Economists tend to study ”the market” in the abstract, but some markets are anything but abstract. The Aalsmeer auctions in the Netherlands burst with the colour of more than 20m flowers a day, while Tokyo’s early-morning Tsukiji fish market is enthralling enough to compete for tourist attention with the nightclubs of Roppongi. (The stink of alcohol in the tourist pens of Tsukiji suggests that many visitors have combined both experiences to make a night of it.)
These celebrated markets deserve attention from economists as well as tourists. A lot of economics assumes away the details of how market transactions actually work. That is a shame; the late John McMillan, an economist at Stanford, argued that markets will only work well if they are well designed. The whole idea of a market is to allow gains from trade to take place; a badly thought-out market will often fail.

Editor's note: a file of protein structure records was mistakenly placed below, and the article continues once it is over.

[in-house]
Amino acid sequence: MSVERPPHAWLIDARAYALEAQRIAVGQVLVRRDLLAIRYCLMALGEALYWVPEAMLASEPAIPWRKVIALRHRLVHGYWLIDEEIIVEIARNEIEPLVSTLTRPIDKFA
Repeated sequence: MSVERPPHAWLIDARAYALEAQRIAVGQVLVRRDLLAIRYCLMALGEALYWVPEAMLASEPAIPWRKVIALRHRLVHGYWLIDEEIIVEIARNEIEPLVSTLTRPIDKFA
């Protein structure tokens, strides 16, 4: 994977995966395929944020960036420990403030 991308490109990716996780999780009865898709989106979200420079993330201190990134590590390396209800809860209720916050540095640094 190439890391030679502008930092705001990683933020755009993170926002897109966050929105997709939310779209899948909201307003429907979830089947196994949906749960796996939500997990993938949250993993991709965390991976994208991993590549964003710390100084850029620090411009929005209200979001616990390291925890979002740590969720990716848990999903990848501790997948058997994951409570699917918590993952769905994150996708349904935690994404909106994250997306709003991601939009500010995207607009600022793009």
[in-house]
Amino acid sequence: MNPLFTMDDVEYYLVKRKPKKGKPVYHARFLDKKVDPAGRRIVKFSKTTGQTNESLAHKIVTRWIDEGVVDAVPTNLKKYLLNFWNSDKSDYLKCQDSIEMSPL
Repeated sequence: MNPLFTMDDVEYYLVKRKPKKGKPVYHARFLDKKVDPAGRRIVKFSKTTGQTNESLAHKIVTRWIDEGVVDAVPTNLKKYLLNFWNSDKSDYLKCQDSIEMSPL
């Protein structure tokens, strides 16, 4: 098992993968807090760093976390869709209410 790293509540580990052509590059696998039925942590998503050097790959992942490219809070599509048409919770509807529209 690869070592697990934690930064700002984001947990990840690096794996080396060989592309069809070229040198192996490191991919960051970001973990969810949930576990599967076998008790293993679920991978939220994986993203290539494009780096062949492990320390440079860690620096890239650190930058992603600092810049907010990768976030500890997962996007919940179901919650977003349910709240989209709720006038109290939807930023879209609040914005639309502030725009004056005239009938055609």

There is more than meets the eye even to a simple transaction such as buying fish.
The economist Kathryn Graddy once spent a month shadowing a trader at the Fulton Fish Market in New York, rousing herself in the early hours and paying protection money to park her car in a safe spot near the market. She discovered that market traders appeared to charge different prices to different ethnic groups – in particular, Asian buyers tended to win keener prices than white buyers. The likely explanation was that the Asian buyers had more price-sensitive customers in Chinatown.
Still, this was a surprising result.
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